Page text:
The prognosis in terms of recurrences is quite unpredictable and the decreasing trends of incidence as observed by us remain unexplained with our limited epidemiological evidence. The existing adjuvant therapies may reduce the aggressive nature of the disease but are too expensive to be adapted routinely in the Indian scenario. The existing treatment options in India are guided by existing norms of the Western world and the possible racial, ethnical/biological differences in the disease behavior in our subcontinent are grossly neglected. Accordingly, it seems reasonable to accumulate sufficient data to better define the disease characteristics and improve overall prognosis. A nationwide registry of cases has proven to be of benefit in establishing the course of the disease in the United States. [4] Hence, there is a need to strengthen our existing national registry for RRP, which is likely to better facilitate our understanding of the disease in the Indian context. This would further enhance the research potential and refine health policy management guidelines.

An Indian national registry ( http://www.irrpregistry.in ) has been setup in this regard that initially aims to collect the relevant clinical data only. All otolaryngologists (of India) who are actively involved in the management of RRP either in government or private sectors are invited to help in strengthening this online registry. To use this free of cost registry, the surgeon has to initially sign up. The already registered surgeon can then login to enter the password-protected area, wherein patient details, disease details and subsequent follow-up findings can be documented. A single page disease information as per Coltrera/Derkay staging and severity scheme needs to be submitted online. [5] The time taken for filling up of a single case detail would hardly be a few minutes and hence time constraints are not likely to be bothersome for a busy laryngologist.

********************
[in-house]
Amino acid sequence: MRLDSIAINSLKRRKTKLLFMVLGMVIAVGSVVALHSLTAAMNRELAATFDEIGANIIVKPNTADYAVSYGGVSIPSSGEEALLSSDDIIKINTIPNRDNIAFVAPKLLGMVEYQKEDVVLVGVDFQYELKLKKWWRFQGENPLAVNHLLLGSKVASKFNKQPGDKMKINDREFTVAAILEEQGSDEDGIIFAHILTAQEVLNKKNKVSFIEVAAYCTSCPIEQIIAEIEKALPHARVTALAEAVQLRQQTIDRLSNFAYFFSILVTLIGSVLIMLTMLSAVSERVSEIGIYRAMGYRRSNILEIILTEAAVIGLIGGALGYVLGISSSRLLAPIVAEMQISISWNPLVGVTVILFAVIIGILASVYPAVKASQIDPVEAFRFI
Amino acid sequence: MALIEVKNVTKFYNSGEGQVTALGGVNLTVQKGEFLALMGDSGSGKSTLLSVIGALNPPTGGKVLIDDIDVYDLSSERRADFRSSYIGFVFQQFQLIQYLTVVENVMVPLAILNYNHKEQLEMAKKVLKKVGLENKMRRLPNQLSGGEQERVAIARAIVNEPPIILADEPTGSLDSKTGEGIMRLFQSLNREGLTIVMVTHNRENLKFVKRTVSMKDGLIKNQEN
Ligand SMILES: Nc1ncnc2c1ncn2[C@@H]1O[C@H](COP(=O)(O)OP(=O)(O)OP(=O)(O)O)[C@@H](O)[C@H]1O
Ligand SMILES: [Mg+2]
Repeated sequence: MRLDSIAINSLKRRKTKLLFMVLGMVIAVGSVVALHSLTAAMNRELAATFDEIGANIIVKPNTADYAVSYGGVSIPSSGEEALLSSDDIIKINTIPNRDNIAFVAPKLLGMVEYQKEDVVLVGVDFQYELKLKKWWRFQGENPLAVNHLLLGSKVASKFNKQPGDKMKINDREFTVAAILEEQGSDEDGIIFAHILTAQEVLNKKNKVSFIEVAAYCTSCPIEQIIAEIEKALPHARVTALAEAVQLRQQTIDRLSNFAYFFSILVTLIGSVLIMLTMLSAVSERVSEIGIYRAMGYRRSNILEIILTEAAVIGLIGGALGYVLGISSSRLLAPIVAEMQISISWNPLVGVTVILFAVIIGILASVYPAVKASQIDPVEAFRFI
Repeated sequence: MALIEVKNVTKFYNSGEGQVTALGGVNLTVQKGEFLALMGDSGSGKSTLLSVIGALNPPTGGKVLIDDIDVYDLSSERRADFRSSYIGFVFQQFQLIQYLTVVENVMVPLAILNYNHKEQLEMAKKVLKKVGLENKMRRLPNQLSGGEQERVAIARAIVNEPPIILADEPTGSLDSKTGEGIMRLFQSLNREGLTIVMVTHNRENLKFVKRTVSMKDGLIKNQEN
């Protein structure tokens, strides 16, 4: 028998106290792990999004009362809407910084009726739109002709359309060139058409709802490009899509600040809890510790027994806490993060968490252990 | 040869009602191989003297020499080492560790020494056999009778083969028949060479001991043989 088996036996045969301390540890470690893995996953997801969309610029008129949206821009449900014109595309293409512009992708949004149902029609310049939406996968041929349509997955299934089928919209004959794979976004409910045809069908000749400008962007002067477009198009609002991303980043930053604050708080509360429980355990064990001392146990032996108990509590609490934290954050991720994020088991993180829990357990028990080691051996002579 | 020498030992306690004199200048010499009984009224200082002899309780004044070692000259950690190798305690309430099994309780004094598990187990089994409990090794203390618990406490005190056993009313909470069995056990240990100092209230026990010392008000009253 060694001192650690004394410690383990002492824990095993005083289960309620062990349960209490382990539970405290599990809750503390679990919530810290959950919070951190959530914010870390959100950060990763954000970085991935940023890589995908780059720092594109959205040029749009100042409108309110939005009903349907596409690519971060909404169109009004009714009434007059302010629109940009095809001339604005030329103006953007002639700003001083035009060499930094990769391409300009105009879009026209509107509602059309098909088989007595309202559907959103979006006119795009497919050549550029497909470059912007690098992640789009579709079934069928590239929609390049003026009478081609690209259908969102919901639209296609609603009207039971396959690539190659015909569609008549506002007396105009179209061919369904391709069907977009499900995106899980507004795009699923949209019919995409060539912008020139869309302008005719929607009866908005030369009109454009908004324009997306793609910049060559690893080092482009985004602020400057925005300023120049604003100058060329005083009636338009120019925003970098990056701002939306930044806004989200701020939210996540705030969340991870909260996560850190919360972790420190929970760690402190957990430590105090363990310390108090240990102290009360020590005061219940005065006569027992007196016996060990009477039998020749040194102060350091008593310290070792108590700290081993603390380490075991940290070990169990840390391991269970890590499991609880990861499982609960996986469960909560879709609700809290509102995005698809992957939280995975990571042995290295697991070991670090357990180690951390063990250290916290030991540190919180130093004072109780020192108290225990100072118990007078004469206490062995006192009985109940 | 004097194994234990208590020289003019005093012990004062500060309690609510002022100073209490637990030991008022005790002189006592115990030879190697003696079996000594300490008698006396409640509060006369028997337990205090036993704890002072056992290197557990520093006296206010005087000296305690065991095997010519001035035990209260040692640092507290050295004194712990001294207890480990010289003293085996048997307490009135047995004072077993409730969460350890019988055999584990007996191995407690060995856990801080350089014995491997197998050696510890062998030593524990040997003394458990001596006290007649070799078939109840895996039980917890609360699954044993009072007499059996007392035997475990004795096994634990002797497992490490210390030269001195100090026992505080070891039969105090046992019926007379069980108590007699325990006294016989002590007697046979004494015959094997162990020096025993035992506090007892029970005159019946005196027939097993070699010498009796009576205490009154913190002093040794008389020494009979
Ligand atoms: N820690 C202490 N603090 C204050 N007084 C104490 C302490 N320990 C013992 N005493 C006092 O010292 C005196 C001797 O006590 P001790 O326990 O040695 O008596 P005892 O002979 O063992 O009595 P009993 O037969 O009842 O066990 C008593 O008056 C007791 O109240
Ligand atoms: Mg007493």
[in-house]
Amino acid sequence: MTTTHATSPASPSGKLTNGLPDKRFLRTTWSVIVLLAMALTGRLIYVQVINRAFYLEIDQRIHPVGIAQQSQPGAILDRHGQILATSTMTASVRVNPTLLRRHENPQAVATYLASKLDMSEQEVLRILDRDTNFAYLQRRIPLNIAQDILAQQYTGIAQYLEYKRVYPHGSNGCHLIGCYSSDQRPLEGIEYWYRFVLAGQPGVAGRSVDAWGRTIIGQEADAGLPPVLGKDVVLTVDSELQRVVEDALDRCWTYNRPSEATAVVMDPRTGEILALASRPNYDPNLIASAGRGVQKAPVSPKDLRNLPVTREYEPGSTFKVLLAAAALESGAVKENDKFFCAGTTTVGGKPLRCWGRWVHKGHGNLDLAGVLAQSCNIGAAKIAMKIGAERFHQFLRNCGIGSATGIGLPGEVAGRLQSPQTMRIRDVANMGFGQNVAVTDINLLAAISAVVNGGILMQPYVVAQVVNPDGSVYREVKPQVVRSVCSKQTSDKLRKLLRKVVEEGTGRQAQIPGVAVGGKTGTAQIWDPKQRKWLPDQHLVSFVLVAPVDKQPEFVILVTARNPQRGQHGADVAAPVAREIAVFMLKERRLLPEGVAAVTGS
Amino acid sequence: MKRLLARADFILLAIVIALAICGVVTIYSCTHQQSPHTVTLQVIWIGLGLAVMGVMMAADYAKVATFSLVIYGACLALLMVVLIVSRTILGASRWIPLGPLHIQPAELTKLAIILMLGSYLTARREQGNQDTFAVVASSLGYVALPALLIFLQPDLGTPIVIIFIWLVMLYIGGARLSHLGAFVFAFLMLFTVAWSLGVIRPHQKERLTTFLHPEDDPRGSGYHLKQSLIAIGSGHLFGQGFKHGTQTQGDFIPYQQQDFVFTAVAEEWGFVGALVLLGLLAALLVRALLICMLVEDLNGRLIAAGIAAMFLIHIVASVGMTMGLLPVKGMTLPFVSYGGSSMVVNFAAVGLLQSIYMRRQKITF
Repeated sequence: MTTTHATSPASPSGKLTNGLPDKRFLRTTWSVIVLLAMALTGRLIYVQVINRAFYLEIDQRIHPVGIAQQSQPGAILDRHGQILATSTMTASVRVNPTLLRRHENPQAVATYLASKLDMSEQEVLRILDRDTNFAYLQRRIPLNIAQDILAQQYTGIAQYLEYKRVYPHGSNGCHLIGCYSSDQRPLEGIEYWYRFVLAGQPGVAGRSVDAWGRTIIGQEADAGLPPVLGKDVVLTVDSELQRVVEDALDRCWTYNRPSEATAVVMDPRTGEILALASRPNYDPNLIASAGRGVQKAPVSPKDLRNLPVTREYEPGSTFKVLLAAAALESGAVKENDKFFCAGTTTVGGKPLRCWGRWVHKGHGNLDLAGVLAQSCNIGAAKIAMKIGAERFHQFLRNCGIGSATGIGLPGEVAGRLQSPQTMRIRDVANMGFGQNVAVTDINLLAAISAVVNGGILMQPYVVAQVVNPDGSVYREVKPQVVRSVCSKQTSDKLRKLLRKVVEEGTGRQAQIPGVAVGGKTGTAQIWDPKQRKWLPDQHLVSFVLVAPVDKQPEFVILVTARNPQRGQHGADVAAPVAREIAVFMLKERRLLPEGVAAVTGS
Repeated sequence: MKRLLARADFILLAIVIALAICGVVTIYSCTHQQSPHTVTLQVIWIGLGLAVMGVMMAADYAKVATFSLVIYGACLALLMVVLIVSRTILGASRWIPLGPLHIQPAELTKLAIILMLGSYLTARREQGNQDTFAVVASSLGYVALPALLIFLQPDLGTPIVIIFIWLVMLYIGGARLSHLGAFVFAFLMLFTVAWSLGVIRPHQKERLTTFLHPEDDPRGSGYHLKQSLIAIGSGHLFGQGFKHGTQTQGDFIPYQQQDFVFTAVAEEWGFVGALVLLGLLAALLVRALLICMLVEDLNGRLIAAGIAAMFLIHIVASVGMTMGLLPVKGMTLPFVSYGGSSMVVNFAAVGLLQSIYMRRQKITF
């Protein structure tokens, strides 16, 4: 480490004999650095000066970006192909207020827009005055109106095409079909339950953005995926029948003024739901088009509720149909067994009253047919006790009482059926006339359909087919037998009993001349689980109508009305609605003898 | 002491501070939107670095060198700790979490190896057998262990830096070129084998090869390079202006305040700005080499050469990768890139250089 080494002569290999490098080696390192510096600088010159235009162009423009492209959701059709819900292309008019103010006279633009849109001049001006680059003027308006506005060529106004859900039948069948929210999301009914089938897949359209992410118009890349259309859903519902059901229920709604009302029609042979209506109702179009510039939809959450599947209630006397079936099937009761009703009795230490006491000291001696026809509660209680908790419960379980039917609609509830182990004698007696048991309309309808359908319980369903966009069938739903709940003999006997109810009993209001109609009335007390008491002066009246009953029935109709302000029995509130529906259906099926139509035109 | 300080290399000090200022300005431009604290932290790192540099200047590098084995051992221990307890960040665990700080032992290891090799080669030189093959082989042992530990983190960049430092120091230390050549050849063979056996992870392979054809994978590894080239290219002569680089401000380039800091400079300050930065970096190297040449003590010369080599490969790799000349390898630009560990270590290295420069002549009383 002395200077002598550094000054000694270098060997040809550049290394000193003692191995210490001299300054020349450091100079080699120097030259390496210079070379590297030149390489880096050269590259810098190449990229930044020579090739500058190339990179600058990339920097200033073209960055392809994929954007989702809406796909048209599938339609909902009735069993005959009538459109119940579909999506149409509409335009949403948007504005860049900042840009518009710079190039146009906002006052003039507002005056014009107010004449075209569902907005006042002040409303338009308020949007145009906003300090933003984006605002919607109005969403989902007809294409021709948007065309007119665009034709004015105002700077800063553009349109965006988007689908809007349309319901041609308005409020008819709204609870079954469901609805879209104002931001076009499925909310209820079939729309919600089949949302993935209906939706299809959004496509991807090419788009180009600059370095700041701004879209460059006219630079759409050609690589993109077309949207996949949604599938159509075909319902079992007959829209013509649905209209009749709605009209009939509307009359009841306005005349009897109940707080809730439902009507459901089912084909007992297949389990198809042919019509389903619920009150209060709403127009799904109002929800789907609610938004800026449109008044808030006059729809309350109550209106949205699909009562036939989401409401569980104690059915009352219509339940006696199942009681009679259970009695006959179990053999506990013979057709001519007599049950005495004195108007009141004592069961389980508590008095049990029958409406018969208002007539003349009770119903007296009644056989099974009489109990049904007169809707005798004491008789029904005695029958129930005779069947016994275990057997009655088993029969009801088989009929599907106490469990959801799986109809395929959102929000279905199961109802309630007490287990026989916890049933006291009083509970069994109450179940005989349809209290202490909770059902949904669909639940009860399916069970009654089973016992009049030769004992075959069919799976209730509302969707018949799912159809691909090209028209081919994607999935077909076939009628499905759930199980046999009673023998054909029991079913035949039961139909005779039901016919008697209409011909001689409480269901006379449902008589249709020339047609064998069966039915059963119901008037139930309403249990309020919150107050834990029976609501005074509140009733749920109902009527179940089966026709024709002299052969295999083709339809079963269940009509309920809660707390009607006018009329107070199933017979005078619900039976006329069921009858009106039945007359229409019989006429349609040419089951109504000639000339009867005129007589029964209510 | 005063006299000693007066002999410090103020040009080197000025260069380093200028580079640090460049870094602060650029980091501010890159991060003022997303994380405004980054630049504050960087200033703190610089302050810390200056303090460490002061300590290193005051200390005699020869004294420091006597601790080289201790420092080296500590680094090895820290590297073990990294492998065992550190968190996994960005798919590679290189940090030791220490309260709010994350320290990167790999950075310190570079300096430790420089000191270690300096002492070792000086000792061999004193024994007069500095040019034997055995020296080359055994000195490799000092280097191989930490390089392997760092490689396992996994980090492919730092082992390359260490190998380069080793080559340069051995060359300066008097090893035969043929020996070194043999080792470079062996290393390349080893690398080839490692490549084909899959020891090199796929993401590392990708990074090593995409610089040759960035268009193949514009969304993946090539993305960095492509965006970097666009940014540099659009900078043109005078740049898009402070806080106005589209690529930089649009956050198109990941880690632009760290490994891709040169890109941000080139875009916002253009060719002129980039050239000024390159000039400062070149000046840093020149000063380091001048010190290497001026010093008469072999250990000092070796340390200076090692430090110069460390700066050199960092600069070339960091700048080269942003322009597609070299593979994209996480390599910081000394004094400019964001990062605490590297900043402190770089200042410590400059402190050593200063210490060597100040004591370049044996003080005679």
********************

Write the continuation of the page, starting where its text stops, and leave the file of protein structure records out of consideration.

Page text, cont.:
I hope that this registry can be adopted by all those involved in managing this disease so that it can be better characterized and thus help in making a national policy for its control.

   References Top

1.Larson D, Derkay C. Epidemiology of recurrent respiratory papillomatosis. APMIS 2010;118:450-4.  Back to cited text no. 1
2.Bandyopadhyay S, Sen S, Majumdar L, Chatterjee R. Human papillomavirus infection among Indian mothers and their infants. Asian Pac J Cancer Prev 2003;4:179-84.   Back to cited text no. 2
3.Mishra A, Singh DB, Verma V. Recurrent Respiratory Pappillomatosis: National Registry. Indian J Otolaryng Head Neck Surg 2010.   Back to cited text no. 3
4.Reeves WC, Ruparelia SS, Swanson KI, Derkay CS, Marcus A, Unger ER. National registry for juvenile-onset recurrent respiratory papillomatosis. Arch Otolaryngol Head Neck Surg 2003;129:976.  Back to cited text no. 4
5.Derkay CS, Malis DJ, Zalzal G, Wiatrak BJ, Kashima HK, Coltrera MD. A Staging System for Assessing Severity of Disease and Response to Therapy in Recurrent Respiratory Papillomatosis. Laryngoscope 1998;108:935-7.  Back to cited text no. 5

This article has been cited by
1 Recurrent respiratory papillomatosis: The need for an Indian national registry
Anupam Mishra, DB Singh, Veerendra Verma
Journal of Laryngology and Voice. 2011; 1(1): 36
[Pubmed] | [DOI]